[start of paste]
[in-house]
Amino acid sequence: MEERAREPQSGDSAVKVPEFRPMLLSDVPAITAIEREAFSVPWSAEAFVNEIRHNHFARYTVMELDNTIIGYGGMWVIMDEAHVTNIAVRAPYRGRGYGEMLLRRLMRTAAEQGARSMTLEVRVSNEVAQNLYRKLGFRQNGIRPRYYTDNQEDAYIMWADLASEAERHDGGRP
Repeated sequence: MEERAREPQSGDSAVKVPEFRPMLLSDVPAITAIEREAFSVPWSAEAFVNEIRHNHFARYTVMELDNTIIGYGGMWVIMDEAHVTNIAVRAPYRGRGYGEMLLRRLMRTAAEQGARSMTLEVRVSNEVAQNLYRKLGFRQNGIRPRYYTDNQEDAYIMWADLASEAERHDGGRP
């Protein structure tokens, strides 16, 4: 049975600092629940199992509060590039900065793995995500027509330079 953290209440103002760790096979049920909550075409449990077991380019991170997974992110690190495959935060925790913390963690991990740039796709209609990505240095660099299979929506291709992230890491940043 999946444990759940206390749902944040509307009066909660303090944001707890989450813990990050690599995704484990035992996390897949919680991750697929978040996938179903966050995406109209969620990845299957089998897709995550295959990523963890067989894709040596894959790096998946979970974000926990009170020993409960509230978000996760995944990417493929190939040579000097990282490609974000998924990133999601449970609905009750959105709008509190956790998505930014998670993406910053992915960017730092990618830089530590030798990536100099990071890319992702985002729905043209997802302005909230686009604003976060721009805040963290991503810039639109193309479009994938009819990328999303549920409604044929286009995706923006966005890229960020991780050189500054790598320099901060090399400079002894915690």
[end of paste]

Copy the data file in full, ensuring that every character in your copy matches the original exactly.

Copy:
[in-house]
Amino acid sequence: MEERAREPQSGDSAVKVPEFRPMLLSDVPAITAIEREAFSVPWSAEAFVNEIRHNHFARYTVMELDNTIIGYGGMWVIMDEAHVTNIAVRAPYRGRGYGEMLLRRLMRTAAEQGARSMTLEVRVSNEVAQNLYRKLGFRQNGIRPRYYTDNQEDAYIMWADLASEAERHDGGRP
Repeated sequence: MEERAREPQSGDSAVKVPEFRPMLLSDVPAITAIEREAFSVPWSAEAFVNEIRHNHFARYTVMELDNTIIGYGGMWVIMDEAHVTNIAVRAPYRGRGYGEMLLRRLMRTAAEQGARSMTLEVRVSNEVAQNLYRKLGFRQNGIRPRYYTDNQEDAYIMWADLASEAERHDGGRP
């Protein structure tokens, strides 16, 4: 049975600092629940199992509060590039900065793995995500027509330079 953290209440103002760790096979049920909550075409449990077991380019991170997974992110690190495959935060925790913390963690991990740039796709209609990505240095660099299979929506291709992230890491940043 999946444990759940206390749902944040509307009066909660303090944001707890989450813990990050690599995704484990035992996390897949919680991750697929978040996938179903966050995406109209969620990845299957089998897709995550295959990523963890067989894709040596894959790096998946979970974000926990009170020993409960509230978000996760995944990417493929190939040579000097990282490609974000998924990133999601449970609905009750959105709008509190956790998505930014998670993406910053992915960017730092990618830089530590030798990536100099990071890319992702985002729905043209997802302005909230686009604003976060721009805040963290991503810039639109193309479009994938009819990328999303549920409604044929286009995706923006966005890229960020991780050189500054790598320099901060090399400079002894915690």